Imagine a true cinema camera disguised as a small pocket camera built into a magnesium alloy chassis and Micro Four Thirds (MFT or M4/3) mount with the following impressive features: Full HD 1080p (1920 x 1080) resolution on a Super 16 (12.48mm x 7.02mm) sized sCMOS sensor, shooting Adobe’s CinemaDNG RAW (losslessly compressed with zero loss of detail but only mild compression, about 35% file size reduction for very blurry / underexposed / overexposed images ranging to around 25% file size reduction for well focused, well exposed, detailed images) with 13 stops of dynamic range and 12 bit 4:4:4 colour space (or compressed Apple’s ProRes 422 HQ with 12 stops of dynamic range and 10 bit 4:2:2 colour space) on 23.98, 24, 25, 29.97 or 30 fps straight into SD flash cards! I didn’t know that this was possible… for a recommened price of $995. But thankfully, it isn’t too good to be true. Shure, the Blackmagic Pocket Cinema Camera (or BMPCC for short) had its direct predecessors: The Swedish Ikonoskop A-Cam dII (which had a higher price tag and has been discontinued since 2013) or the retrostyle Digital Bolex D16, which is something of a hipster’s wet dream (with at least three times as large pricetag as the BMPCC and discontinued since june 2016), both shooting 1080p on the CinemaDNG RAW format on CCD sensors about the size of Super 16. What is really beautiful with the Blackmagic Pocket Cinema Camera, as well as with the Ikonoskop and Digital Bolex, is that they are made to fit with a range of professional Super 16 prime and zoom lenses, which disregards the cropping factor (which is set to 2.88x for 35 mm lenses).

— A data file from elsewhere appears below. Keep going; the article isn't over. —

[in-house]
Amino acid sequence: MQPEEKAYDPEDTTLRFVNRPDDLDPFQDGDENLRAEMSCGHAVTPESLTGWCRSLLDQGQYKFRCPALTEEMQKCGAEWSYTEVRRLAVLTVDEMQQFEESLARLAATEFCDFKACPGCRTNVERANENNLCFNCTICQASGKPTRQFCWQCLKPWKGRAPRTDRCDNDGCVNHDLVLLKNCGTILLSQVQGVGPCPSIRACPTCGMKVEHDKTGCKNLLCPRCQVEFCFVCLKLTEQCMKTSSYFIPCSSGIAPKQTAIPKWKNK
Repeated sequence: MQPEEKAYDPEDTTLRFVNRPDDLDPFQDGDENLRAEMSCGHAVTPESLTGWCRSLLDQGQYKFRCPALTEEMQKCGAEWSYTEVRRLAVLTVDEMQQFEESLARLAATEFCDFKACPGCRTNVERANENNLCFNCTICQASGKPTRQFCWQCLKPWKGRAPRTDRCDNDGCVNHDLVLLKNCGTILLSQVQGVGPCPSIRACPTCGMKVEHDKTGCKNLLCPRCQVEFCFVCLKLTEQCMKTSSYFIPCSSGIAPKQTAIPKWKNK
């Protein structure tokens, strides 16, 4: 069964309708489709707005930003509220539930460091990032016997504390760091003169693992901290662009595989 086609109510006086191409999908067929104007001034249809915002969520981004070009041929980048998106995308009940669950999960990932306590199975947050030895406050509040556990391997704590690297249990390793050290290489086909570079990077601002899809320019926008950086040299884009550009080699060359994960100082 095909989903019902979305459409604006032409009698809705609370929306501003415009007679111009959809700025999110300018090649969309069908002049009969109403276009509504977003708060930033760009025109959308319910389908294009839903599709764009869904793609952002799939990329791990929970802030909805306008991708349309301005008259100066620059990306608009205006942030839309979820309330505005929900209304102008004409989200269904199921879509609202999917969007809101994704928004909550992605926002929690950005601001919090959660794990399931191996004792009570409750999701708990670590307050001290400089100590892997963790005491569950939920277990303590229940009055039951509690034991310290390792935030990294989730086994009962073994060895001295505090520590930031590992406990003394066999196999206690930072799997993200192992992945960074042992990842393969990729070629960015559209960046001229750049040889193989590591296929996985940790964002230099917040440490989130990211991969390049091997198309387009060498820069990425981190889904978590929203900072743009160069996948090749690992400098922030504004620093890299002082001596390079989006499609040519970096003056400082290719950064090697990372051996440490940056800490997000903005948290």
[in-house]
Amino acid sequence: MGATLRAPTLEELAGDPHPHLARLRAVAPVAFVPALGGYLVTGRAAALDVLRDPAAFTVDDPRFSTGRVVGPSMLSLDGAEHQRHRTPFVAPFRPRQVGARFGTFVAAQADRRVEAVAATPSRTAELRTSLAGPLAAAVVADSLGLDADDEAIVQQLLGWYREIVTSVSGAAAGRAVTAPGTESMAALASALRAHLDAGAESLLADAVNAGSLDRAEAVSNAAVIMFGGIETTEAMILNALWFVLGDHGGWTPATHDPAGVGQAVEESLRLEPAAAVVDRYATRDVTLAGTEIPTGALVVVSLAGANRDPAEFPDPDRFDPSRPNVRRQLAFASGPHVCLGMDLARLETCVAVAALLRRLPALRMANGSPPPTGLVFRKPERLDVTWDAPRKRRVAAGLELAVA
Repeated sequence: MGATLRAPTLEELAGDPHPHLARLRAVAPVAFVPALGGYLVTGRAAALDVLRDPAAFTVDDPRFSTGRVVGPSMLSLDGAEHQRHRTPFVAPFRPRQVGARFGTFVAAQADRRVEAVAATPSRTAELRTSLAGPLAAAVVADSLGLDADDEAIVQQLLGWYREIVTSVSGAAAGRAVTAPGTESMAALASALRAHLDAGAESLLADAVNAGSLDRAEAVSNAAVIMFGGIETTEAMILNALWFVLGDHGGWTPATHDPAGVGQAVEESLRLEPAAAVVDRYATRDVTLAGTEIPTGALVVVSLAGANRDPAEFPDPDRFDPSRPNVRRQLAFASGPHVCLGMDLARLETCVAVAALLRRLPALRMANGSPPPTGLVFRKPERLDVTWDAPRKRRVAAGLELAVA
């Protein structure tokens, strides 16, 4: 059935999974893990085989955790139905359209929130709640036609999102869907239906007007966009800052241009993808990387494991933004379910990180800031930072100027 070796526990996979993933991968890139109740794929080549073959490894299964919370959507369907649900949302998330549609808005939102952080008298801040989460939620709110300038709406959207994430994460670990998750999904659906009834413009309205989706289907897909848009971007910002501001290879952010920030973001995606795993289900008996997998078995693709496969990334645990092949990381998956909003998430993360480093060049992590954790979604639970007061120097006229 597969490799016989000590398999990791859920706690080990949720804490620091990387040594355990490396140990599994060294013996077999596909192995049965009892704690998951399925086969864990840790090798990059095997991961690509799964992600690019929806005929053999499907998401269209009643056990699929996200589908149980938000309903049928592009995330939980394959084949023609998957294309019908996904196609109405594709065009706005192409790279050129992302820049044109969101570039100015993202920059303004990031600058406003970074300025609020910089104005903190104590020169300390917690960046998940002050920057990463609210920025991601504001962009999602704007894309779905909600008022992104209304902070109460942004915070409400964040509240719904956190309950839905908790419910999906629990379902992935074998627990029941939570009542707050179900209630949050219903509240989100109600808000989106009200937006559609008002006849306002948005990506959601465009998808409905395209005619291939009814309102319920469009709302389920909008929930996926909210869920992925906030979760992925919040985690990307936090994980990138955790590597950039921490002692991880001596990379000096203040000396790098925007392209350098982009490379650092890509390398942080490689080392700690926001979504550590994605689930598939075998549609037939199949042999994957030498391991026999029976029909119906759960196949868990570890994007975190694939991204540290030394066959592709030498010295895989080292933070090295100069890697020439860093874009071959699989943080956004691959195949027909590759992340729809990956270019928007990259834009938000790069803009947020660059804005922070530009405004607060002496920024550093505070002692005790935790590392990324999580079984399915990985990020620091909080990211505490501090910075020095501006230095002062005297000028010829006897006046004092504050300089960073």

But surely, for that small price tag, there ought to be certain draw backs? Yes, there are. Initial reports and reviewers agreed upon how fast the Blackmagic Pocket Cinema Camera ate up battery power (~20 min) and digested 64 Gb SDXC cards (~15 min) when shooting RAW; lots of spare batteries and multiple SD cards are recommended. The LCD screen sports standard (800 x 480) resolution and is almost impossible to use in direct sun light. The screen lacks a touch screen function and the use of buttons to navigate though the menus are supposed to be cumbersome. The Micro HDMI port (for external monitors and recorders) easily brake from wear. The camera records in two channels but the on board microphone is really bad exhibiting distortion. Early cameras reported a lack of audio level indicators (vu meters), no tracking of remaining record time, no possibility to erase footage or format SD cards in camera, as well as exhibiting some image artefacts, such as gridding, large halos (orbing) and black spots in strong light sources, but within a year or so firmware upgrades remedied all of these drawbacks; video histograms and audio meters were added, the black hole sun disappeared and orbing was mitigated. Rolling Shutter Distortion is an issue with the BMPCC, however this is supposedly compareble with most DSLR’s. Early cameras exhibited motion blur when set to a 180 degrees shutter angle (yes, as any traditional film camera it adjusts exposure according to angles not speeds) and 25 fps, but firmware updates remedied this defect. White balance settings were originally limited to six different levels (3200-7500K) but these have been tripled with intervals ranging from 2500K up to 8000K. (Hold this in mind when watching the following series of reviews.)